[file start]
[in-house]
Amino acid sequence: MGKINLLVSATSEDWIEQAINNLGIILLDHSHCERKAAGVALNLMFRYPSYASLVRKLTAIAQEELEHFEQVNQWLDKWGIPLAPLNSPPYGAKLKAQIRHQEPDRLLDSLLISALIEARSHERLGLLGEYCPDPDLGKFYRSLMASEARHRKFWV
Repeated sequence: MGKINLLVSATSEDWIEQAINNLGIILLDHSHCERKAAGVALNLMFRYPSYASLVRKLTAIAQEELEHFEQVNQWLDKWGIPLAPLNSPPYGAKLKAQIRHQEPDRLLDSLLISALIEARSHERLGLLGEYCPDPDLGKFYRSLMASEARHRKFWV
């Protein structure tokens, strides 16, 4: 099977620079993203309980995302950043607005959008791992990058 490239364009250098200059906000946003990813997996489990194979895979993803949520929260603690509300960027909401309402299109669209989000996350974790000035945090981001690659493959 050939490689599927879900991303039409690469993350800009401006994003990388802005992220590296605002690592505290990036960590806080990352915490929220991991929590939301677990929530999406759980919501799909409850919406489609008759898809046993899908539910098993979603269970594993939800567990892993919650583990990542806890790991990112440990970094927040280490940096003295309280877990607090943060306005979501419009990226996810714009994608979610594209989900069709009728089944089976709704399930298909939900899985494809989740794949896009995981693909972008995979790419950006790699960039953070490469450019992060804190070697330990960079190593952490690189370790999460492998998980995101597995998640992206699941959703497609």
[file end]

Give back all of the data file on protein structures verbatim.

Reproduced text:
[in-house]
Amino acid sequence: MGKINLLVSATSEDWIEQAINNLGIILLDHSHCERKAAGVALNLMFRYPSYASLVRKLTAIAQEELEHFEQVNQWLDKWGIPLAPLNSPPYGAKLKAQIRHQEPDRLLDSLLISALIEARSHERLGLLGEYCPDPDLGKFYRSLMASEARHRKFWV
Repeated sequence: MGKINLLVSATSEDWIEQAINNLGIILLDHSHCERKAAGVALNLMFRYPSYASLVRKLTAIAQEELEHFEQVNQWLDKWGIPLAPLNSPPYGAKLKAQIRHQEPDRLLDSLLISALIEARSHERLGLLGEYCPDPDLGKFYRSLMASEARHRKFWV
């Protein structure tokens, strides 16, 4: 099977620079993203309980995302950043607005959008791992990058 490239364009250098200059906000946003990813997996489990194979895979993803949520929260603690509300960027909401309402299109669209989000996350974790000035945090981001690659493959 050939490689599927879900991303039409690469993350800009401006994003990388802005992220590296605002690592505290990036960590806080990352915490929220991991929590939301677990929530999406759980919501799909409850919406489609008759898809046993899908539910098993979603269970594993939800567990892993919650583990990542806890790991990112440990970094927040280490940096003295309280877990607090943060306005979501419009990226996810714009994608979610594209989900069709009728089944089976709704399930298909939900899985494809989740794949896009995981693909972008995979790419950006790699960039953070490469450019992060804190070697330990960079190593952490690189370790999460492998998980995101597995998640992206699941959703497609």